Research Fellow with the Department of Arabic at Georgetown's Qatar campus. Nadine received her PhD from Georgetown University, and her M.A. from the University Of Bayreuth, Germany. She researches how language and linguistic choices contribute to the creation and communication of identity in public and political discourse, especially in that of movements of Political Islam
Language variation, and positioning of the Self, the audience, and the Other are linguistic choices that index social meanings relevant for purposes of identity construction. Based upon an analysis of these discourse linguistic markers in Hizbullah’s public discourse from 2005-2009, the author argues that the movement promoted an alternative reading of ‘What it means to be Lebanese’. More specifically, Hizbullah managed to not only articulate an identity for its Shia constituency situated firmly within rather than on the fringes of Lebanese national identity but communicated a version of a Lebanese national identity aimed at the Lebanese population as a whole. This analysis demonstrates that Nasrallah, Hizbullah’s Secretary General, seemingly acts as a voice and agent for Lebanon’s perceived subaltern communities. He challenges not only the legitimacy and authority of established elites, but also existing conceptualizations of Lebanese identity. By substituting religion with a shared understanding of moral values, he promotes a secularized version of Hizbullah’s Resistance ideology as national identity to appeal to the Lebanese across sectarian divisions.
Fulbright Visiting Scholar at the Center for Research on Gender and Women at the University of Wisconsin-Madison, U.S and a PhD student in Women and Gender Studies at Sidi Mohammed Ben Abdullah University, Faculty of Letters and Humanities Dhar Mehraz, Fez- Morocco.
Organizations like the military are male-dominated organizations and women still constitute a minority in these institutions. The study investigates gendered practices and women’s experiences in the Moroccan security forces, particularly the armed forces and the police. The author argues that on the surface, it appears that the Moroccan security structure replicates traditional gender roles, but a careful examination of the performance of gender reveals a more complex reality. Discourses of the armed forces adopt and understand the integration of a gender approach as women’s roles are completing men’s ones. Women tend to be relegated to female stereotypical roles, serving as ‘monitrice de foyer’, teachers, social workers. In those roles, they take on a male posture, particularly with regard to civilians. However, in dealing with fellow male soldiers or police they find it advantageous to perform in a stereotypically feminine fashion. Men, on the other hand, assert only male stereotypical behavior in all types of roles, combat and other roles. The study is based on semi-structured interviews with 36 men, 22 women and some of their family members in cities throughout Morocco in 2017.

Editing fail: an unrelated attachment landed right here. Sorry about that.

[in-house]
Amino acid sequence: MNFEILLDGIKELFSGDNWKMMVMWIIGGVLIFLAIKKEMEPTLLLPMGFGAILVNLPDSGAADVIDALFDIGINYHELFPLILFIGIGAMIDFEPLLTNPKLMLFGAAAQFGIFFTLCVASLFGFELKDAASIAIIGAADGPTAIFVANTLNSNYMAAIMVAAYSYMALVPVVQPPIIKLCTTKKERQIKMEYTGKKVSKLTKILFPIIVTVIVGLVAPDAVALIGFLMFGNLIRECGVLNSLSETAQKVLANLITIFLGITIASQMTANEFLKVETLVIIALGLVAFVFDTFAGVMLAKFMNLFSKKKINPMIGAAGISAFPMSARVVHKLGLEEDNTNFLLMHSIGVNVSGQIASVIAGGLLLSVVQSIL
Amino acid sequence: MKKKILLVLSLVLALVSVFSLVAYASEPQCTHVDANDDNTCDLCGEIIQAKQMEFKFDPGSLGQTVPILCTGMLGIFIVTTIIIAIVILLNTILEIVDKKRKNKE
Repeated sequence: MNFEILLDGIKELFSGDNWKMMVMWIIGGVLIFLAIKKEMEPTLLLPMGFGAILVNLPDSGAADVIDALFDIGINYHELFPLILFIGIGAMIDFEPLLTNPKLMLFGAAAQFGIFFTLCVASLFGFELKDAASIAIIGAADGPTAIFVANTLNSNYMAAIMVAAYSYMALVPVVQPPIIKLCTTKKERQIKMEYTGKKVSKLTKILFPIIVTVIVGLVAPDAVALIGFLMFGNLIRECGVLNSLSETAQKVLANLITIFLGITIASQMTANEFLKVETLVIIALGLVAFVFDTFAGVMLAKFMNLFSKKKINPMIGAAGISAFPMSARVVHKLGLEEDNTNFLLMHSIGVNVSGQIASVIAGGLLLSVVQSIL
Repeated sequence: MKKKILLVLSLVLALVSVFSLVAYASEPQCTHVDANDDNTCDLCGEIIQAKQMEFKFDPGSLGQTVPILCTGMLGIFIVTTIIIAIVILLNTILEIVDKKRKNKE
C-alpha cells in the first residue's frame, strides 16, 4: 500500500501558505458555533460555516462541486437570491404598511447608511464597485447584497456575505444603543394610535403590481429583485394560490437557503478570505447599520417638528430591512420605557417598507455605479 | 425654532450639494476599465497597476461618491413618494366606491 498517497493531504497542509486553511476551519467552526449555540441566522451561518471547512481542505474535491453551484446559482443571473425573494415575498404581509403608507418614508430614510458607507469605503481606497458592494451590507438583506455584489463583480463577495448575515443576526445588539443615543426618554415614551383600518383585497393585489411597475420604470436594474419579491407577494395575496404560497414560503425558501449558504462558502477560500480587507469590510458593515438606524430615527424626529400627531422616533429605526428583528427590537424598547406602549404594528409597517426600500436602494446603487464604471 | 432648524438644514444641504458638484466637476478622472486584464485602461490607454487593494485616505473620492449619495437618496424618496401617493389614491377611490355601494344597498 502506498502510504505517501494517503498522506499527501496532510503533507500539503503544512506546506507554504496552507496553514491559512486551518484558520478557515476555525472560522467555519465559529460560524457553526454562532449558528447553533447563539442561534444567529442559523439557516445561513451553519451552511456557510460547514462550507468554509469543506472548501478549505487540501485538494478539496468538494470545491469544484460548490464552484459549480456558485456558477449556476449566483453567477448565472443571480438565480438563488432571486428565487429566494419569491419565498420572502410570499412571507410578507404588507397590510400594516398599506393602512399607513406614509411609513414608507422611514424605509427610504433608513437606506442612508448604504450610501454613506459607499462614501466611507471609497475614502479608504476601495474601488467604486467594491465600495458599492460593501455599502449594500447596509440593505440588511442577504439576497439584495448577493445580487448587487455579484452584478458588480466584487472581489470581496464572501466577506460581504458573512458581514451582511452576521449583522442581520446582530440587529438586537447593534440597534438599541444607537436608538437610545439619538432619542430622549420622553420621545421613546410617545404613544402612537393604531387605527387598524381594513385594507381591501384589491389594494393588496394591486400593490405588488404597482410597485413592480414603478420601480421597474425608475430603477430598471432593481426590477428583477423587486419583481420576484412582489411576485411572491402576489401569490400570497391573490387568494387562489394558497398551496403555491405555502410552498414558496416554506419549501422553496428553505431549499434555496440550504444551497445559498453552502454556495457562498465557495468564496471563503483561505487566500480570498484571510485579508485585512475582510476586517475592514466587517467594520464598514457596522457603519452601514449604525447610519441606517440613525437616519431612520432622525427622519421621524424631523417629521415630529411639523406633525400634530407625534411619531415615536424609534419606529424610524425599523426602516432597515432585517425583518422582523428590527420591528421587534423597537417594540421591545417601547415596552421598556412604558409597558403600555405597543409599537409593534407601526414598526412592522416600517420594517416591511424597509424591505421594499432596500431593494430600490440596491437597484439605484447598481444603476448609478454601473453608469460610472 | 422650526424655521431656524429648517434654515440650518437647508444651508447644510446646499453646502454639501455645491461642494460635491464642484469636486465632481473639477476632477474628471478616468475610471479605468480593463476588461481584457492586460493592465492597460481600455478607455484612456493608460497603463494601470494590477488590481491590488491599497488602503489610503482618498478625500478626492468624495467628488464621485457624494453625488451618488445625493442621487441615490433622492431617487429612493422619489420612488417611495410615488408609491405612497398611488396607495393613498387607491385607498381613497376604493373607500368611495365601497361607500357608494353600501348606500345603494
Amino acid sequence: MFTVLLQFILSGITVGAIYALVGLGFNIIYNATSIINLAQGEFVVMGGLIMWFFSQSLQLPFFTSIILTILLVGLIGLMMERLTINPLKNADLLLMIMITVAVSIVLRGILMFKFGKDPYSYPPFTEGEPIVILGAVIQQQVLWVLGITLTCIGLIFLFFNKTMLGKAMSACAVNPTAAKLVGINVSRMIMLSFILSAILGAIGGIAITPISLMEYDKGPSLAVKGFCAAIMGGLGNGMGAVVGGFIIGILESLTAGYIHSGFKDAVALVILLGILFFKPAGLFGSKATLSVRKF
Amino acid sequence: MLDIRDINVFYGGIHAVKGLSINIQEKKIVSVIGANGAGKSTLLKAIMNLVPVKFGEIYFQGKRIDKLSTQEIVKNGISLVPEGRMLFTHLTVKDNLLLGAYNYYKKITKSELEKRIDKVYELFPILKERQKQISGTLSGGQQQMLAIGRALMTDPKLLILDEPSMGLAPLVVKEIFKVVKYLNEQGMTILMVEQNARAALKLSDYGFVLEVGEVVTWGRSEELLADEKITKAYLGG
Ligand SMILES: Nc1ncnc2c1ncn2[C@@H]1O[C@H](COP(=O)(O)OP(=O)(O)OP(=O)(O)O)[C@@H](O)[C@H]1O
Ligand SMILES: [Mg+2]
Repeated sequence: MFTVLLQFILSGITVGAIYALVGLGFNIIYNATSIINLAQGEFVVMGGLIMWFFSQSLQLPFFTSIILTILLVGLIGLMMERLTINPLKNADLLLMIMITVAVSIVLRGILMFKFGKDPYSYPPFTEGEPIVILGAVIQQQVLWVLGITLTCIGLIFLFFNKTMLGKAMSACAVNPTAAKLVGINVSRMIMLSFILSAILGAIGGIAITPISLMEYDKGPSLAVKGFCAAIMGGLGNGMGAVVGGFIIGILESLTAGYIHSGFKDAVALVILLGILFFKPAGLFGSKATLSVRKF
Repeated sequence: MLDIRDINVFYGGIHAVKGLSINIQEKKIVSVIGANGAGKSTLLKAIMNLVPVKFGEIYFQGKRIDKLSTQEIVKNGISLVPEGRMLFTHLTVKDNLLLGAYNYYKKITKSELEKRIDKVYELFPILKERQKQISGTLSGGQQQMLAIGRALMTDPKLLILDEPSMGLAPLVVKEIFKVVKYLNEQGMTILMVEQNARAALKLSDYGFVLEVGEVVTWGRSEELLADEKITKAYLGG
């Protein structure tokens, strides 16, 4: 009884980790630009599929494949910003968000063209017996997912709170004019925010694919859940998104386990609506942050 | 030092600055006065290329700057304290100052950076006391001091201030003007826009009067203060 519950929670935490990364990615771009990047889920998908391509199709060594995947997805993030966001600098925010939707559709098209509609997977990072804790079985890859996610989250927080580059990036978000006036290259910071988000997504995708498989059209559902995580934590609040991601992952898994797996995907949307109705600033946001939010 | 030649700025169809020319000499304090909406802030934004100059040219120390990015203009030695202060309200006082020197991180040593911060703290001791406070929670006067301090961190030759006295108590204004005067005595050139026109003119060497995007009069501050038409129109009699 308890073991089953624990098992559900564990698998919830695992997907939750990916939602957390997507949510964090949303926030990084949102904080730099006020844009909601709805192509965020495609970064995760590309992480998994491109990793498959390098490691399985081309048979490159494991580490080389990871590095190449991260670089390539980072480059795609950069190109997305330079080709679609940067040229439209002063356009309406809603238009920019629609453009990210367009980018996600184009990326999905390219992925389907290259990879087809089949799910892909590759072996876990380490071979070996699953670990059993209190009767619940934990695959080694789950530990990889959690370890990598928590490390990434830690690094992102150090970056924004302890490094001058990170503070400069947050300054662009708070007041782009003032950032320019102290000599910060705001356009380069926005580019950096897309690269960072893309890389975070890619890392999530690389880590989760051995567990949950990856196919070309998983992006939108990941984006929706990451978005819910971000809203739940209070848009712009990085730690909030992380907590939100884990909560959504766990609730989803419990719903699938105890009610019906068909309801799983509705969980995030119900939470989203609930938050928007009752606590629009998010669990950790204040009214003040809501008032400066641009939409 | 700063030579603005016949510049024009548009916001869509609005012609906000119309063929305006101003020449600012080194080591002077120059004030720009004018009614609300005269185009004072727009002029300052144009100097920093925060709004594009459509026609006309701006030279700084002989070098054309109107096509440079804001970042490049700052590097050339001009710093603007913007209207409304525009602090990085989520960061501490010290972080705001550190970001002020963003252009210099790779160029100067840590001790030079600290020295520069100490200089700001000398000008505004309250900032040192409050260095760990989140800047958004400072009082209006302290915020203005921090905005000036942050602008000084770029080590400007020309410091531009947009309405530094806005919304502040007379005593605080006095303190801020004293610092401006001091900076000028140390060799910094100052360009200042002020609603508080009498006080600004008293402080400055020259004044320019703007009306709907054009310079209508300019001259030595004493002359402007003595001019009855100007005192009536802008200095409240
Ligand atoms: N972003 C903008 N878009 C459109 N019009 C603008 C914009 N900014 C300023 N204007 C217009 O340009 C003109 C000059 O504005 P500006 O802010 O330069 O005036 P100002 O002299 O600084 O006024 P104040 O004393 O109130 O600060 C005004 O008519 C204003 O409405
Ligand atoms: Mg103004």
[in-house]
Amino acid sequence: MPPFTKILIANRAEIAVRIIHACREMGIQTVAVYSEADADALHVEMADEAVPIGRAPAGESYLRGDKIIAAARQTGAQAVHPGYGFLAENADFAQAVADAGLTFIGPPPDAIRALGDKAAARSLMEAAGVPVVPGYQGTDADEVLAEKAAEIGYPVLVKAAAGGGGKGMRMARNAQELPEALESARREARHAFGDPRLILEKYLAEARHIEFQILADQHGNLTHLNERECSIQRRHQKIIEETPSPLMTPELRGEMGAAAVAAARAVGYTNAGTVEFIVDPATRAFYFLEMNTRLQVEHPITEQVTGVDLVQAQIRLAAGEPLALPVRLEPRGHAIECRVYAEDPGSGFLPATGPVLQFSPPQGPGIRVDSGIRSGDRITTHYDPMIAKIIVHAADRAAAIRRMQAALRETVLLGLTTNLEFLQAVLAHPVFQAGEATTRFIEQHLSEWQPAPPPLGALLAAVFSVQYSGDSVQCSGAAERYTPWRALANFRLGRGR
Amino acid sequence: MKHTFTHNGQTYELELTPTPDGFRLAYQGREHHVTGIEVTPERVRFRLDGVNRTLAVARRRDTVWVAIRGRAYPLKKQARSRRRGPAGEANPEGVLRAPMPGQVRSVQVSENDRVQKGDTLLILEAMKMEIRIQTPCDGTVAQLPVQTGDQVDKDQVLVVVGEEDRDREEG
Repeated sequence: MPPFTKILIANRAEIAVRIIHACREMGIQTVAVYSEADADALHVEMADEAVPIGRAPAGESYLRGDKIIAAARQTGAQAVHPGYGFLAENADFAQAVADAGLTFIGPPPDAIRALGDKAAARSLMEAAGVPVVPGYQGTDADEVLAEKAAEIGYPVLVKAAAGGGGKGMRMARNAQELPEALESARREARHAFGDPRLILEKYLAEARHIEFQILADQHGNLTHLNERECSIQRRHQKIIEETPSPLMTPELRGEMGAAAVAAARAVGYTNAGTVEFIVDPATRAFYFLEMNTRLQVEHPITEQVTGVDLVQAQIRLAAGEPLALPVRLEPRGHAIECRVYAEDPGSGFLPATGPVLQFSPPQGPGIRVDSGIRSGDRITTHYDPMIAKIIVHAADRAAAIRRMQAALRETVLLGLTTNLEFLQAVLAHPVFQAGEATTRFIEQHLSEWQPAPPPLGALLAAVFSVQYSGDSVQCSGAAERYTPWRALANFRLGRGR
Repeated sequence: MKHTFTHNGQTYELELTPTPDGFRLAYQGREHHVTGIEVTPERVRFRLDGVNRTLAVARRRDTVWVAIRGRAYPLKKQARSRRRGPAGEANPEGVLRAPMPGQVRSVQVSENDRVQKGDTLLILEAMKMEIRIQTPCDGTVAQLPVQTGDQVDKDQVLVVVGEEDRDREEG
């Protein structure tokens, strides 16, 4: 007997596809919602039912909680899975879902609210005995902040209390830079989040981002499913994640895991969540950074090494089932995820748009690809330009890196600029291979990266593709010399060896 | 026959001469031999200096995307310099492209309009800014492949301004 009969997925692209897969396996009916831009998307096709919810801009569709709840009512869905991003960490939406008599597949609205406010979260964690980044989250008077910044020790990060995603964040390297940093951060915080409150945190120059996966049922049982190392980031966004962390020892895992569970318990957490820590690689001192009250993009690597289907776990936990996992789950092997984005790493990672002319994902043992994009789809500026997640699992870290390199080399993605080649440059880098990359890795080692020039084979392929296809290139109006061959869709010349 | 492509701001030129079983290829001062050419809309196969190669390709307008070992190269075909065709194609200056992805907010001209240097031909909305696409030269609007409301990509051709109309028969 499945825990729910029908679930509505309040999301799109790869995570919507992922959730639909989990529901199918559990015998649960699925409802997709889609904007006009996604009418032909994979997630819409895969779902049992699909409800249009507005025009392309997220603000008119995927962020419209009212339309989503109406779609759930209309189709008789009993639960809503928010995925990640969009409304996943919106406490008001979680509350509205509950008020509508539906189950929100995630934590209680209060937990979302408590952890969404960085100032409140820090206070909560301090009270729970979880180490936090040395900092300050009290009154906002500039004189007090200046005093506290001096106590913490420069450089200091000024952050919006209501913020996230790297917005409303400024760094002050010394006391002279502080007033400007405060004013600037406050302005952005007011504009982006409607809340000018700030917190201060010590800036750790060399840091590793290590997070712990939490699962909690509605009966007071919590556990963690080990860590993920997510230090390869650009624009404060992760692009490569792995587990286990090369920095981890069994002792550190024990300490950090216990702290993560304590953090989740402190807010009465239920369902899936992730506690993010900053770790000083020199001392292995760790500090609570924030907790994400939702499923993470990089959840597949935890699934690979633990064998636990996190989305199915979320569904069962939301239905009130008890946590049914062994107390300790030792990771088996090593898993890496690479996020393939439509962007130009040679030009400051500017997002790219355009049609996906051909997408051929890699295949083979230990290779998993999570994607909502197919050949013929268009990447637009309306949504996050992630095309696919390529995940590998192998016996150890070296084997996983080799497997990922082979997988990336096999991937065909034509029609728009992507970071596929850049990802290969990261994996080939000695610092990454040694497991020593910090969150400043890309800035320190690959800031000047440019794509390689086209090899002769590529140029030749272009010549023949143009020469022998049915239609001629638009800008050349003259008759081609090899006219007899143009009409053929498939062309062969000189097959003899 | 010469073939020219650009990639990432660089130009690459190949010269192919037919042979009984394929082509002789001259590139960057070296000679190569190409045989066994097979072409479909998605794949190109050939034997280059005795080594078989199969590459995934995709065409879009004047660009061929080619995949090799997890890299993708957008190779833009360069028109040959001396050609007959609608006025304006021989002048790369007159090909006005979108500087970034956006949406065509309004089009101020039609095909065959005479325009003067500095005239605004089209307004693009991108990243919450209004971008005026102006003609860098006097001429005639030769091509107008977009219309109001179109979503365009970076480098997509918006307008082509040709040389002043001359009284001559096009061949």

Doctoral student at the University of Aberdeen in Scotland, the UK where he is specialized in Macroeconomics. He is preparing his PhD thesis on "The Impact of Corruption on Economic Growth and Investment in the Middle East and North Africa." He holds bachelor's and master's degrees in economics from the University of Jordan. He has worked as a Research and Teaching Assistant at the Department of Economics in the University of Aberdeen.
Corruption is a multi-dimensional problem that has attracted widespread interest among researchers and decision-makers as a dangerous indicator of institutional and structural weakness in the economic, political, and moral systems of a society. This study establishes a framework to determine the causal relationship between corruption and development or between corruption, economic growth and capital formation. It attempts in addition to assess the impact of corruption on important macroeconomic variables in the economies of the Middle East and North Africa during the period 2003-2016, and to address two principal questions: How does corruption affect GDP per capita in the Middle East and North Africa? Is corruption one of the determinants of GDP in the Middle East and North Africa? This study explores some of the hypotheses stemming from the nature of the relationship between economic variables and corruption in the Middle East and North Africa, including the hypothesis that "incorruption has no impact on GDP per capita."
A 2017 Hastie Fellow at the University of Wisconsin Law School, an Islamic Studies PhD student at UT Austin, and lawyer with expertise in Islamic Law, the Middle East and commercial law. Her research focuses on comparative Jewish and Islamic Law. She has worked at the Brookings Institution, the Carter Center, Mayer Brown LLP, and Maersk. Benhalim holds a M.P.P. from the University of Michigan and a J.D. from the University of Texas.